The violent Arab Revolt of 1936–39 began with a general strike in Jaffa and Nablus. The British were taken aback by the intensity of the revolt and shipped more than 20,000 troops into Palestine. By 1939 the Zionists themselves had armed more than 15,000 Jews in their own militia. According to some estimates, more than 5,000 Arabs were killed, 15,000 wounded, and 5,600 imprisoned. The traditional Arab leaders were either killed, or deported, leaving the rest dispirited. The Zionists, on the other hand, were united behind Ben-Gurion, and co-operated with British forces in their attacks against Arabs.
A further British Royal Commission, presided over by Lord Robert Peel, declared the mandate to be unworkable since Britain’s obligations to both Arabs and Jews were mutually irreconcilable. The White Paper recommended that Palestine be partitioned and that an independent Jewish national home should be established; it was opposed by both the Zionists and the Arabs. The Zionists were enraged because they were being allotted only a part of Palestine, even though it was immensely larger than their present land-holdings. The Arabs not only objected to the loss of their land but were horrified to hear there would be an enforced transfer of Arab population to Transjordan.
British Conflict with Zionism
Britain had long lost the trust of the Arabs. When World War II intervened, Britain came into conflict with Zionism also. The Zionists sought an immediate increase of Jewish immigration to Palestine, while the British sought to prevent it, regarding it as illegal and a threat to the stability of a region.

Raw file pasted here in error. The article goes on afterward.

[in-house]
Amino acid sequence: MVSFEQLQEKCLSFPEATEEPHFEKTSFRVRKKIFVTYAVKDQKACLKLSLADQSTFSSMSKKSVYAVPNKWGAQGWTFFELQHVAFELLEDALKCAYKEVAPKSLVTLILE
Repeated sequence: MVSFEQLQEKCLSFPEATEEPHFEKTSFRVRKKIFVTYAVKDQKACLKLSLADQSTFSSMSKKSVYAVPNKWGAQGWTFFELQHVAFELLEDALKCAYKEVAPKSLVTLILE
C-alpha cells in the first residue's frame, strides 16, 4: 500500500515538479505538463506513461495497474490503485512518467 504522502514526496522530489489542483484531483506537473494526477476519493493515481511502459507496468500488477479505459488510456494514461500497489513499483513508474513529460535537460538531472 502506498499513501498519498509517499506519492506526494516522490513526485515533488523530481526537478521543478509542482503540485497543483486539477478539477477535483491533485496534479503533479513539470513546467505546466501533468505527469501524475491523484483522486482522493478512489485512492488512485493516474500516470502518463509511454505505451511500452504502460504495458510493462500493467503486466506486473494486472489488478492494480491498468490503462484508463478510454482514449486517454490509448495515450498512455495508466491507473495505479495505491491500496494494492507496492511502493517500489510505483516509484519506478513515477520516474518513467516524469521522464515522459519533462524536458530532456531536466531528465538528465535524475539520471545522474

Ben-Gurion declared on behalf of the Jewish Agency: ‘We shall fight with Great Britain in this war as if there was no White Paper and we shall fight the White Paper as if there was no war’. British attempts to prevent Jewish immigration to Palestine in the face of the terrible tragedy befalling European Jewry led to the disastrous sinking of two ships carrying Jewish refugees, the Patria (November 1940) and the Struma (February 1942). In retaliation, the Irgun, under the leadership of Menachem Begin, and a small terrorist splinter group, known as the Stern Gang, embarked on widespread terrorist attacks on the British, culminating in the assassination of Lord Moyne, British minister of state in Cairo, in November 1944.
The neighbouring Arab countries then began to take a more active interest in Palestine. In October 1944 Arab heads of state met in Egypt, and set out the Arab position in the Alexandria Protocol. They made it clear that, although they regretted the bitter fate suffered by European Jewry as a result of European dictatorships, the Jewish problem could not be solved by inflicting injustice on Palestinian Arabs. The Arab League, formed in March 1945, re-asserted the Arab character of Palestine, and declared a boycott of Zionist goods. The pattern of the post-war struggle for Palestine was now beginning to emerge.